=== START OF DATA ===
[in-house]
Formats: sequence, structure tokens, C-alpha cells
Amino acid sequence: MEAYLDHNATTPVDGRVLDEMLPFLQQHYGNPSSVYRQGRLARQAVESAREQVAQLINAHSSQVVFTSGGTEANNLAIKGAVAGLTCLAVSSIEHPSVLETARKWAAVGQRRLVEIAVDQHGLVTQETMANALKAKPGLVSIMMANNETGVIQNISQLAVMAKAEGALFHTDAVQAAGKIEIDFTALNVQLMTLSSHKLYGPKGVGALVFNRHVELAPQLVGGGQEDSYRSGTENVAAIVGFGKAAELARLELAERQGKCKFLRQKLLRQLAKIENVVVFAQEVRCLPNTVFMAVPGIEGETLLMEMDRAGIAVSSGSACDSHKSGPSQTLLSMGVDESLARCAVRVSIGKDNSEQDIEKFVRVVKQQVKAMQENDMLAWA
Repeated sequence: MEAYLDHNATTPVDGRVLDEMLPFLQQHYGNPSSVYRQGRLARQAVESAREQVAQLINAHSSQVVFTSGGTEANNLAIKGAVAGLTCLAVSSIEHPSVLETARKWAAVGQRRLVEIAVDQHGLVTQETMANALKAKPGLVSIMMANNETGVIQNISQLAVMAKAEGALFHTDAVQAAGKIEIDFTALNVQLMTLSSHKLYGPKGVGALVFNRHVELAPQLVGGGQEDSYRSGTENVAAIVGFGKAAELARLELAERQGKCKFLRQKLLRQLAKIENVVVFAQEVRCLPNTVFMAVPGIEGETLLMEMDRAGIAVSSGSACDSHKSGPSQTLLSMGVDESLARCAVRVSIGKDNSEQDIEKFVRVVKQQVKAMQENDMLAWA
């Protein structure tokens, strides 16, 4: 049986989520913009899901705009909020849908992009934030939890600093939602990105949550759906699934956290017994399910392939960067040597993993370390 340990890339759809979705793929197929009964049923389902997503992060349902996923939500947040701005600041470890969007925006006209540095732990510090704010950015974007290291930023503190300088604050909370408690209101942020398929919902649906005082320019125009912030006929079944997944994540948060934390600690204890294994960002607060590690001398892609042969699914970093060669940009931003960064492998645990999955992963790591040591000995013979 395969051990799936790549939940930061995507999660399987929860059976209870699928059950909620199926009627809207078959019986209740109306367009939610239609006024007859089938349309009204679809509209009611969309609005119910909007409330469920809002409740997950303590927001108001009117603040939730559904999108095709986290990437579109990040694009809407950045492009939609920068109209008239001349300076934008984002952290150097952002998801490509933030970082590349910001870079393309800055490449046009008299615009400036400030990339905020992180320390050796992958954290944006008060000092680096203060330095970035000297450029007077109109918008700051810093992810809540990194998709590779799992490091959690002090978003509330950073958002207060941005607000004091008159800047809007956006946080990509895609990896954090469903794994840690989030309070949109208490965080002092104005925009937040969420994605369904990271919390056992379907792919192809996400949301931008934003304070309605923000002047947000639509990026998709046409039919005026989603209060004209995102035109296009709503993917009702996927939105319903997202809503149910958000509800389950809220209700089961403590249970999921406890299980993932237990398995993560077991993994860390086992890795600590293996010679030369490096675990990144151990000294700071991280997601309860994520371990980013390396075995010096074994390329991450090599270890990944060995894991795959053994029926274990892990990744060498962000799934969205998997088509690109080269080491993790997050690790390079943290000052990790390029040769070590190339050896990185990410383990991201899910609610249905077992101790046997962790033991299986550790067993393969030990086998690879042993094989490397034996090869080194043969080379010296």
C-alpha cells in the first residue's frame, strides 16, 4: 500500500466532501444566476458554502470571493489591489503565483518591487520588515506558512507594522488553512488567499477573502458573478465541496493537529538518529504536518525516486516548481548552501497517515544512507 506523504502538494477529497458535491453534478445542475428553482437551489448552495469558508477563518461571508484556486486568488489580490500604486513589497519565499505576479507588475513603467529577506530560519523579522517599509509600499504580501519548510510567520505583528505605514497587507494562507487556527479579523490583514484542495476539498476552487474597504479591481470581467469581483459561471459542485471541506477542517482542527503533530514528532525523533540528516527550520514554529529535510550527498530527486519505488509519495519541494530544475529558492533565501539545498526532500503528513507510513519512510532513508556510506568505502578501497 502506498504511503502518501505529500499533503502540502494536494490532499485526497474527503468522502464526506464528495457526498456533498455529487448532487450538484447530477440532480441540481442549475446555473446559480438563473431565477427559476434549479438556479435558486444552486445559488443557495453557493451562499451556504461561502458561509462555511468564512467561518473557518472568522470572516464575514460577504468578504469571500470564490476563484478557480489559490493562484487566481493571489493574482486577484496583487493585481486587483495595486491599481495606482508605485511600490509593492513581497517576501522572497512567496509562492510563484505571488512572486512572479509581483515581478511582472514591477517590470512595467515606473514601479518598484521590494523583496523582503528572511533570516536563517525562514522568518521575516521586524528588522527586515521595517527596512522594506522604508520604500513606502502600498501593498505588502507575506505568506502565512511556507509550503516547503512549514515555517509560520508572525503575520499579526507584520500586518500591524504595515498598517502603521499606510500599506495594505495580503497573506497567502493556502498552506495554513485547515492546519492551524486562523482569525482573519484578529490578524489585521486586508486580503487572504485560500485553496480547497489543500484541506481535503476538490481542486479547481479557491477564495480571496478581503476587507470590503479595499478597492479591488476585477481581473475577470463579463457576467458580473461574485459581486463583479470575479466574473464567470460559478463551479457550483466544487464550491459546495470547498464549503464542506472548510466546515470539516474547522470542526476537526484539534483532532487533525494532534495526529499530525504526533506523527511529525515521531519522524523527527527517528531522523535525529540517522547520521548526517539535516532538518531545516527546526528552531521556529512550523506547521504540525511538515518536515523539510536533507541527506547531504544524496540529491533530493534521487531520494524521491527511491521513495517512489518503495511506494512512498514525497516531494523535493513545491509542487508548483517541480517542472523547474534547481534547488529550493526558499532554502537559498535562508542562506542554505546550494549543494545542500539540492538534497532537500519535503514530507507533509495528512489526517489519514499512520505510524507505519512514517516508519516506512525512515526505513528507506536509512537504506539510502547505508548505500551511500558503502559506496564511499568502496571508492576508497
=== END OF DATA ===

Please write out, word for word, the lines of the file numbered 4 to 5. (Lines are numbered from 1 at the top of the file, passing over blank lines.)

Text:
Repeated sequence: MEAYLDHNATTPVDGRVLDEMLPFLQQHYGNPSSVYRQGRLARQAVESAREQVAQLINAHSSQVVFTSGGTEANNLAIKGAVAGLTCLAVSSIEHPSVLETARKWAAVGQRRLVEIAVDQHGLVTQETMANALKAKPGLVSIMMANNETGVIQNISQLAVMAKAEGALFHTDAVQAAGKIEIDFTALNVQLMTLSSHKLYGPKGVGALVFNRHVELAPQLVGGGQEDSYRSGTENVAAIVGFGKAAELARLELAERQGKCKFLRQKLLRQLAKIENVVVFAQEVRCLPNTVFMAVPGIEGETLLMEMDRAGIAVSSGSACDSHKSGPSQTLLSMGVDESLARCAVRVSIGKDNSEQDIEKFVRVVKQQVKAMQENDMLAWA
């Protein structure tokens, strides 16, 4: 049986989520913009899901705009909020849908992009934030939890600093939602990105949550759906699934956290017994399910392939960067040597993993370390 340990890339759809979705793929197929009964049923389902997503992060349902996923939500947040701005600041470890969007925006006209540095732990510090704010950015974007290291930023503190300088604050909370408690209101942020398929919902649906005082320019125009912030006929079944997944994540948060934390600690204890294994960002607060590690001398892609042969699914970093060669940009931003960064492998645990999955992963790591040591000995013979 395969051990799936790549939940930061995507999660399987929860059976209870699928059950909620199926009627809207078959019986209740109306367009939610239609006024007859089938349309009204679809509209009611969309609005119910909007409330469920809002409740997950303590927001108001009117603040939730559904999108095709986290990437579109990040694009809407950045492009939609920068109209008239001349300076934008984002952290150097952002998801490509933030970082590349910001870079393309800055490449046009008299615009400036400030990339905020992180320390050796992958954290944006008060000092680096203060330095970035000297450029007077109109918008700051810093992810809540990194998709590779799992490091959690002090978003509330950073958002207060941005607000004091008159800047809007956006946080990509895609990896954090469903794994840690989030309070949109208490965080002092104005925009937040969420994605369904990271919390056992379907792919192809996400949301931008934003304070309605923000002047947000639509990026998709046409039919005026989603209060004209995102035109296009709503993917009702996927939105319903997202809503149910958000509800389950809220209700089961403590249970999921406890299980993932237990398995993560077991993994860390086992890795600590293996010679030369490096675990990144151990000294700071991280997601309860994520371990980013390396075995010096074994390329991450090599270890990944060995894991795959053994029926274990892990990744060498962000799934969205998997088509690109080269080491993790997050690790390079943290000052990790390029040769070590190339050896990185990410383990991201899910609610249905077992101790046997962790033991299986550790067993393969030990086998690879042993094989490397034996090869080194043969080379010296």